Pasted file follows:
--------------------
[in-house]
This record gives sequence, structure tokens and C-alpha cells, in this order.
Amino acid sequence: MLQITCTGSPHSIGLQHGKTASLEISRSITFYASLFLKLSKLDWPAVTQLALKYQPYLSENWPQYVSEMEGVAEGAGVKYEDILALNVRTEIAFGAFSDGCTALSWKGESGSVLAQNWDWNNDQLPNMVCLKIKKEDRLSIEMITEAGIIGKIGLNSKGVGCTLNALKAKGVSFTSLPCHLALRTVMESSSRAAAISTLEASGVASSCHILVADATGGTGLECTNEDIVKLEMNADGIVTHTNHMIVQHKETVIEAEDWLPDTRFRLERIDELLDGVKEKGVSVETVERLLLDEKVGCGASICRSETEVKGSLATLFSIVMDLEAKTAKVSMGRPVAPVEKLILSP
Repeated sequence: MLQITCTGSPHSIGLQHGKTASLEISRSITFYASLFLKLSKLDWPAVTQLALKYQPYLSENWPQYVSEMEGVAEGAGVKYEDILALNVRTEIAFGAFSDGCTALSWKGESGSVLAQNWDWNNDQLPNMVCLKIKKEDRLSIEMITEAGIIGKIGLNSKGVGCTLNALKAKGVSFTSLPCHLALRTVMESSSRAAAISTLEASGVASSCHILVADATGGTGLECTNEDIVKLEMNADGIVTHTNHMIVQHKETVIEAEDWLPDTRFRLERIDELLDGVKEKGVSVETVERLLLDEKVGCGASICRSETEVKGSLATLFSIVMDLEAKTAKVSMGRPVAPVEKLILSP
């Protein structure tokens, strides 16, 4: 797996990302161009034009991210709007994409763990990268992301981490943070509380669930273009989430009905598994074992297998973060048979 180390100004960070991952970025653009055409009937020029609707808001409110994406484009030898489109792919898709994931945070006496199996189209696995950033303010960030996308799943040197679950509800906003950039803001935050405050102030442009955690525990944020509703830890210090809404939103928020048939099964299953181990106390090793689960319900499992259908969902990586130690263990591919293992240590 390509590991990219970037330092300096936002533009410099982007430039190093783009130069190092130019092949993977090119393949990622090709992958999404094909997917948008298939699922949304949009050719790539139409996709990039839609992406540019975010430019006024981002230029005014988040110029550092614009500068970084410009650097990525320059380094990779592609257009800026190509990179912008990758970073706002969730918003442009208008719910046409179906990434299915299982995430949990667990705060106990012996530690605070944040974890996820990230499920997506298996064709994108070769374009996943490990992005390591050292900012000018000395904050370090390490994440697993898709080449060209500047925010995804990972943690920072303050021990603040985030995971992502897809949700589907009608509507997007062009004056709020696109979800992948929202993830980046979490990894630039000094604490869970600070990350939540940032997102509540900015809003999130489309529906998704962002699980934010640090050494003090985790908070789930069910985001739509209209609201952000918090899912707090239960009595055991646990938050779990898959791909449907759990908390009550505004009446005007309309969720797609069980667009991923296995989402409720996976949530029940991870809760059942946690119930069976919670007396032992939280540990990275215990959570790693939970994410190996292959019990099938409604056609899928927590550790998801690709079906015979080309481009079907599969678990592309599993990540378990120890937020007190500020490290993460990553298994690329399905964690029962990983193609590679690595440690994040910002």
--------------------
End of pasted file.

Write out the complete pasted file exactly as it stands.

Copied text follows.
[in-house]
This record gives sequence, structure tokens and C-alpha cells, in this order.
Amino acid sequence: MLQITCTGSPHSIGLQHGKTASLEISRSITFYASLFLKLSKLDWPAVTQLALKYQPYLSENWPQYVSEMEGVAEGAGVKYEDILALNVRTEIAFGAFSDGCTALSWKGESGSVLAQNWDWNNDQLPNMVCLKIKKEDRLSIEMITEAGIIGKIGLNSKGVGCTLNALKAKGVSFTSLPCHLALRTVMESSSRAAAISTLEASGVASSCHILVADATGGTGLECTNEDIVKLEMNADGIVTHTNHMIVQHKETVIEAEDWLPDTRFRLERIDELLDGVKEKGVSVETVERLLLDEKVGCGASICRSETEVKGSLATLFSIVMDLEAKTAKVSMGRPVAPVEKLILSP
Repeated sequence: MLQITCTGSPHSIGLQHGKTASLEISRSITFYASLFLKLSKLDWPAVTQLALKYQPYLSENWPQYVSEMEGVAEGAGVKYEDILALNVRTEIAFGAFSDGCTALSWKGESGSVLAQNWDWNNDQLPNMVCLKIKKEDRLSIEMITEAGIIGKIGLNSKGVGCTLNALKAKGVSFTSLPCHLALRTVMESSSRAAAISTLEASGVASSCHILVADATGGTGLECTNEDIVKLEMNADGIVTHTNHMIVQHKETVIEAEDWLPDTRFRLERIDELLDGVKEKGVSVETVERLLLDEKVGCGASICRSETEVKGSLATLFSIVMDLEAKTAKVSMGRPVAPVEKLILSP
């Protein structure tokens, strides 16, 4: 797996990302161009034009991210709007994409763990990268992301981490943070509380669930273009989430009905598994074992297998973060048979 180390100004960070991952970025653009055409009937020029609707808001409110994406484009030898489109792919898709994931945070006496199996189209696995950033303010960030996308799943040197679950509800906003950039803001935050405050102030442009955690525990944020509703830890210090809404939103928020048939099964299953181990106390090793689960319900499992259908969902990586130690263990591919293992240590 390509590991990219970037330092300096936002533009410099982007430039190093783009130069190092130019092949993977090119393949990622090709992958999404094909997917948008298939699922949304949009050719790539139409996709990039839609992406540019975010430019006024981002230029005014988040110029550092614009500068970084410009650097990525320059380094990779592609257009800026190509990179912008990758970073706002969730918003442009208008719910046409179906990434299915299982995430949990667990705060106990012996530690605070944040974890996820990230499920997506298996064709994108070769374009996943490990992005390591050292900012000018000395904050370090390490994440697993898709080449060209500047925010995804990972943690920072303050021990603040985030995971992502897809949700589907009608509507997007062009004056709020696109979800992948929202993830980046979490990894630039000094604490869970600070990350939540940032997102509540900015809003999130489309529906998704962002699980934010640090050494003090985790908070789930069910985001739509209209609201952000918090899912707090239960009595055991646990938050779990898959791909449907759990908390009550505004009446005007309309969720797609069980667009991923296995989402409720996976949530029940991870809760059942946690119930069976919670007396032992939280540990990275215990959570790693939970994410190996292959019990099938409604056609899928927590550790998801690709079906015979080309481009079907599969678990592309599993990540378990120890937020007190500020490290993460990553298994690329399905964690029962990983193609590679690595440690994040910002």